That being said, when you're on vacation, you're on vacation. You should be spending time out and about and with family and friends. My trick is to not completely unplug while on vacation- but to set appropriate limits on "screen-time." Here are a few tips for achieving that balance between being totally connected and technology-free while on vacation:

Establish A Time: It's important to have boundaries while on vacation, especially with technology. If your hotel has free wifi, then how about allow yourself to only use your phone while you're in the hotel? Or, better yet, try setting a specific time for when you'll be plugged in. For example, only use your tech items for an hour before bed.

Dine Sans Technology: A big pet peeve of mine is when people use their phones at the dinner table. Or lunch table. Or breakfast table. Or in any situation that involves food. That being said, I am absolutely guilty of doing so myself. Nowadays, lots of restaurants in major cities across the world will offer free wifi. And it isn't too difficult to hack into a nearby service, either. But try to refrain from using your phone during dinner. It's disruptive, especially when you're around lots of other people. Enjoy each others company. Enjoy the wonderful food. And only take your phone out to take a #foodstagram (totally fair game).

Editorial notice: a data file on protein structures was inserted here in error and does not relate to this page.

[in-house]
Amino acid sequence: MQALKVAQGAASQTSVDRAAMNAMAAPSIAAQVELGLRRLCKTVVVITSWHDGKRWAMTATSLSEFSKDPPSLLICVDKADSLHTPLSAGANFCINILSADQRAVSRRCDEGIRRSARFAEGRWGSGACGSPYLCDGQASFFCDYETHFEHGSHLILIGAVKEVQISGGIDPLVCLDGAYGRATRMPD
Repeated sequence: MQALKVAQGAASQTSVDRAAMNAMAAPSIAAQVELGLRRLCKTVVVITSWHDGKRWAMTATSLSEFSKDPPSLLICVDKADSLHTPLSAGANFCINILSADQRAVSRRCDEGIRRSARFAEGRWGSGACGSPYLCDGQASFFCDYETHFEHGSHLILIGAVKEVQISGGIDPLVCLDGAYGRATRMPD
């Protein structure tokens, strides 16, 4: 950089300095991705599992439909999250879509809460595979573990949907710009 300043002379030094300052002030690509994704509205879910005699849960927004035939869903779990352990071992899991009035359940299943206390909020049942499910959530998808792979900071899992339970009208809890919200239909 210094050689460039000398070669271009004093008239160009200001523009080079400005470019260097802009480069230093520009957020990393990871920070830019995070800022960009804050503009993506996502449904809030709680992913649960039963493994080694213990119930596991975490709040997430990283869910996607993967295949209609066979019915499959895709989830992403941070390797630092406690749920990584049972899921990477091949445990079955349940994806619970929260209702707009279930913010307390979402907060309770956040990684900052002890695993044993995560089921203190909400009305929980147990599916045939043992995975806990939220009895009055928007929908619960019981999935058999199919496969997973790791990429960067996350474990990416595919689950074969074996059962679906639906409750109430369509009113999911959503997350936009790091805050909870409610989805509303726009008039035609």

Say "No" to TV: The one thing I absolutely will never do while on vacation is watch TV. Especially with my laptop (and therefore Netflix) at my disposal, it's pretty tempting to click over to a site to watch my favorite TV shows from home. But to me, TV is essentially worse than doing nothing. It's not particularly productive. I'd rather be reading a book or even just sitting outside. If I am planning on watching TV, I'm always watching either CNN, BBC, or foreign cartoons (they're hilarious- especially if they're American cartoons dubbed in another language).